The film community also has a creative problem where we see, in my view, way too many average images that get attention because of their imperfection, the notable film look, and a cliche subject like a vintage car. The problem is two-fold in the film hipster scene: emphasizing film imperfections (versus its artistic rendering), but more so using cliches. The former is probably fair game, although I would argue as I will in a future podcast, that images will not be exhibit at art galleries because they are first of the roll or have other imperfections due to the film process but solely due to the artistic value. The cliche problem (a huge problem especially with the advent of social media) really pervades all genres of digital photography, and I have been guilty of this myself, in large part because of social media (although of course I am responsible to fall into that trap). Social media is a different topic that I will tackle in my podcast soon with David duChemin (more about him below). I digress, so let’s get back to the gear …
Not All Photographers are Gear Heads
Fortunately, sometimes gear just doesn’t come up. For example, I’ve been working with several highly talented Swiss street photographers on a new initiative over the past few months called swissstreetcollective. Not once did camera choice come up. We might have discussed focal length, but only in the context of sharing our preferences for a blog post. If we discuss something, it is the images themselves or how to graphically design our website or what images to choose for what reason. This focus on the art form vs. gear has been very refreshing.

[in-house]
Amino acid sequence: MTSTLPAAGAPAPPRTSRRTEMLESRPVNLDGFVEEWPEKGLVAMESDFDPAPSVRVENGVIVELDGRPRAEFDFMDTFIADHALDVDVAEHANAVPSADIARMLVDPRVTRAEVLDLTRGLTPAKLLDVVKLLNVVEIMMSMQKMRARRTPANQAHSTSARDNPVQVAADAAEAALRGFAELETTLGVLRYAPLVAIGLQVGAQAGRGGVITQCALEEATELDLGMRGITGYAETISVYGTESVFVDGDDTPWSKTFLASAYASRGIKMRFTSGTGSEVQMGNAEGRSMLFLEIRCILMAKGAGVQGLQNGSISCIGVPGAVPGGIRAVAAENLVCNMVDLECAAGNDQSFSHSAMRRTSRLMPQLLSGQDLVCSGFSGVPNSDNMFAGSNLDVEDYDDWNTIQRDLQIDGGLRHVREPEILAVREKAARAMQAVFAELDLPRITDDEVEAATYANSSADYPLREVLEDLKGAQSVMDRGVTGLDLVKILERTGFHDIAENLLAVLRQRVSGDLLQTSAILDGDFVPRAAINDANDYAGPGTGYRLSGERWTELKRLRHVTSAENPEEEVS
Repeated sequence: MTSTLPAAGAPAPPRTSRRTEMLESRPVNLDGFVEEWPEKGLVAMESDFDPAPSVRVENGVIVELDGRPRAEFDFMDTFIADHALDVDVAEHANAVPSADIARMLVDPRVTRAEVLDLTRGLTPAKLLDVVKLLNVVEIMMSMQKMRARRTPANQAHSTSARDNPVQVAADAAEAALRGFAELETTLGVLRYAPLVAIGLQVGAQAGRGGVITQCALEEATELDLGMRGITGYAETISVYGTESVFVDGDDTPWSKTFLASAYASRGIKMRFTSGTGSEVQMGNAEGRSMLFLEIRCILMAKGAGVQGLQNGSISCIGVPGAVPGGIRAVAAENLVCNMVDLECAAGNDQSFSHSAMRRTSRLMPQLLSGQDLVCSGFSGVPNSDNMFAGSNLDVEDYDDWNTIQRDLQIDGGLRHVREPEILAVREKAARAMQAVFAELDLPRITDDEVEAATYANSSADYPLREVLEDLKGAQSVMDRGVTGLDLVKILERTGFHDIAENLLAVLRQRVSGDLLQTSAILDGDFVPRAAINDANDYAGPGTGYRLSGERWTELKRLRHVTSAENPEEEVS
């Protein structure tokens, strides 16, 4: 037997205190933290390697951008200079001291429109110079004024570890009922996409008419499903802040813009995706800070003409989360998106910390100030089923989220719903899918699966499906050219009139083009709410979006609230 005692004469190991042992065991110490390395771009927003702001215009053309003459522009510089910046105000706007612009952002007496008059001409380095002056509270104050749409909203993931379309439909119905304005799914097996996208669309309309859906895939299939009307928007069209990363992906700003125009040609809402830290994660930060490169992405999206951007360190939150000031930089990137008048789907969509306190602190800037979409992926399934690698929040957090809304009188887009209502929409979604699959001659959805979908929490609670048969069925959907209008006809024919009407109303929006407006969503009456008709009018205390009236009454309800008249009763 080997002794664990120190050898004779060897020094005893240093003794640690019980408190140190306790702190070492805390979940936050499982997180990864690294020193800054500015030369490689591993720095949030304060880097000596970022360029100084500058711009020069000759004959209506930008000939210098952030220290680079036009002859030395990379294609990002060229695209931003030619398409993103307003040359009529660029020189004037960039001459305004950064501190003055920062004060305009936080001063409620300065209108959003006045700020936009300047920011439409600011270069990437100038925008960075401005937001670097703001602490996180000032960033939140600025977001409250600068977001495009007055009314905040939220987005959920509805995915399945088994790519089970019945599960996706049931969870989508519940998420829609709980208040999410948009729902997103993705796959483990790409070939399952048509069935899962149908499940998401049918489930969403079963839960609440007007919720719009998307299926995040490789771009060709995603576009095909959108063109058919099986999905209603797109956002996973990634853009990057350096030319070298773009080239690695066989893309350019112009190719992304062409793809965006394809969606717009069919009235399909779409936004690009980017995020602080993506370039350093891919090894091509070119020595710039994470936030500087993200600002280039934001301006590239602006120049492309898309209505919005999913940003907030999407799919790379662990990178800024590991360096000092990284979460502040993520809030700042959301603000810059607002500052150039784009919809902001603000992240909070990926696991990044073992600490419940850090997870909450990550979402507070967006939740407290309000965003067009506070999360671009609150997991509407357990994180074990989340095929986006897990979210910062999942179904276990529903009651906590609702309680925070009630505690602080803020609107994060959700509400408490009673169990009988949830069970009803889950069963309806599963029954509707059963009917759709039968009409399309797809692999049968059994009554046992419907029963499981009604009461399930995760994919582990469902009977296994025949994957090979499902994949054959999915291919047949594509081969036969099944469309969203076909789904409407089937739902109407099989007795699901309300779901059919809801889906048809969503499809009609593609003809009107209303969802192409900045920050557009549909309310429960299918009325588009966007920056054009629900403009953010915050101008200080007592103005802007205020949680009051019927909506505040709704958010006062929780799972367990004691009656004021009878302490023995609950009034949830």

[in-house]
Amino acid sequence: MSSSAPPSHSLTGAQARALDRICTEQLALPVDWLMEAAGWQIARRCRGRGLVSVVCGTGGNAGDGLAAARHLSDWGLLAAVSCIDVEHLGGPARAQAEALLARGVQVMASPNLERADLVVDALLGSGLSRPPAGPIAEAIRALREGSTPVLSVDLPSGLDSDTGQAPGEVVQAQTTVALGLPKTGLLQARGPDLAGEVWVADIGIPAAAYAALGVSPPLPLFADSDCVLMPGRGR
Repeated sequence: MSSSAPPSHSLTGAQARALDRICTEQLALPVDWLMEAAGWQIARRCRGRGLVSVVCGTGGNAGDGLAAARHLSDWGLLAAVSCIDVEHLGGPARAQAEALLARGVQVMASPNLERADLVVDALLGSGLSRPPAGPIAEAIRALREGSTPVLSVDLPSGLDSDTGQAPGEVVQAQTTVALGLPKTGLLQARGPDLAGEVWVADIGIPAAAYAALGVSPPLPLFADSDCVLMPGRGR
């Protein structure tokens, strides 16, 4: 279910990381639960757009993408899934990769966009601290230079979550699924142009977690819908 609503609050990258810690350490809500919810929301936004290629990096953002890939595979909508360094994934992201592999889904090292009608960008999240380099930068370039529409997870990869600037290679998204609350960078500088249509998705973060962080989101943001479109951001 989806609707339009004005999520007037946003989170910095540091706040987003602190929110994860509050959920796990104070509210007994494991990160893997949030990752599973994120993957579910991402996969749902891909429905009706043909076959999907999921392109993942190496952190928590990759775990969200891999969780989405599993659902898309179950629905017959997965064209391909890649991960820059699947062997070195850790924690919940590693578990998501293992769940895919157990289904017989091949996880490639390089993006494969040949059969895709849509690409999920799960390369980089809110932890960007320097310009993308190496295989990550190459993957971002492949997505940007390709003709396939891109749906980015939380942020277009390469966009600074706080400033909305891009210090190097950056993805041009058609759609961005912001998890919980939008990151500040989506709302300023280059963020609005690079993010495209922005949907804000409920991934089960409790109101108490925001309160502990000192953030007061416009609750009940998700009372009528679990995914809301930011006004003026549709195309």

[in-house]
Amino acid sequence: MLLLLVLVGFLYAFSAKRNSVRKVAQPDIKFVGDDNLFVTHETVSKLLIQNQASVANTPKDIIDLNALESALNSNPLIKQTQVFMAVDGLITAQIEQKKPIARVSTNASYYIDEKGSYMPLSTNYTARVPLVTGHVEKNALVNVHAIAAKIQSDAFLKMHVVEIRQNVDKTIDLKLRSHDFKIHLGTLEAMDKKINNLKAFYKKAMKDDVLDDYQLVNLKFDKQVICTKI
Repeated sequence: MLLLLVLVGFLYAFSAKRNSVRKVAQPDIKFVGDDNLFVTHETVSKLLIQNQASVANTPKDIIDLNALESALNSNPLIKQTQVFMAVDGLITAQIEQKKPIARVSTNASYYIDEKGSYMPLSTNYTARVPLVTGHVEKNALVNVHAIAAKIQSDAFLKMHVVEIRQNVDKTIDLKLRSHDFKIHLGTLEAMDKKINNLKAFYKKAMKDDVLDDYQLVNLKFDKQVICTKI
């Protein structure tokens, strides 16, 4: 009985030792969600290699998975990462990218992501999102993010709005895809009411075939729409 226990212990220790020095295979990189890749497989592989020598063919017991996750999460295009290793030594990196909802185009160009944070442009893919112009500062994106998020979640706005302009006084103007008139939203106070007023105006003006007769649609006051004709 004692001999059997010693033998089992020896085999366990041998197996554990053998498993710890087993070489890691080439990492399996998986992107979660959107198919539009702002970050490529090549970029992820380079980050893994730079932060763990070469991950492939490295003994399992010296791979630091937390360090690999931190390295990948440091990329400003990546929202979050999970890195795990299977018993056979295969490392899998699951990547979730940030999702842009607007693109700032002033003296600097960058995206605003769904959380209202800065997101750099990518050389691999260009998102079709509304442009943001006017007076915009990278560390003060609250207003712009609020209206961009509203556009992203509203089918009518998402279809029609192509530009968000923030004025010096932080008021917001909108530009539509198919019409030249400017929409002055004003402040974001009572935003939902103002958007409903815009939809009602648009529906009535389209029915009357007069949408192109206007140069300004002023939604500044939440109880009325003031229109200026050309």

Why Do We Talk So Much About Gear?
Gear is the easy part. And (the craft of) photography is easy. So why do we talk so much about gear? The sad thing is that there are huge incentives for creators in particular on YouTube to generate content with keywords that result in lots of clicks, for example using camera brands like Leica, Sony, or Fuji in the post titles. I know that if I wanted to generate more traffic to my own blog (or even podcast for that matter), I should add Leica or Sony or Fuji in a blog title and even better, one of their latest offerings or for film shooter, one of the more popular film camera models like the Leica M6. Those brands are a way better click bait than topics like “negative space” or “creative block”.
This gear obsession is a big reason why I started my own podcast which is entirely focused on the creative process, on making images, and not on gear. If we talk about the craft, then it is typically in the context of creating images.
The Art of Photography Is Hard!
So we should worry way less about gear, and way more about the art of photography, and the creative process. Creating great images is hard, especially doing it consistently. And especially while being authentic, not copying anybody and truly creating art from your heart that is genuine and 100% you. As David duChemin, a photographer, blogger, and workshop instructor said in one of his podcasts: [the creative process] is a fight. But the creative process is largely ignored in the majority of online forums, blogs, and social media with very few exceptions (one of them being David duChemin’s blog and podcast, both highly recommended).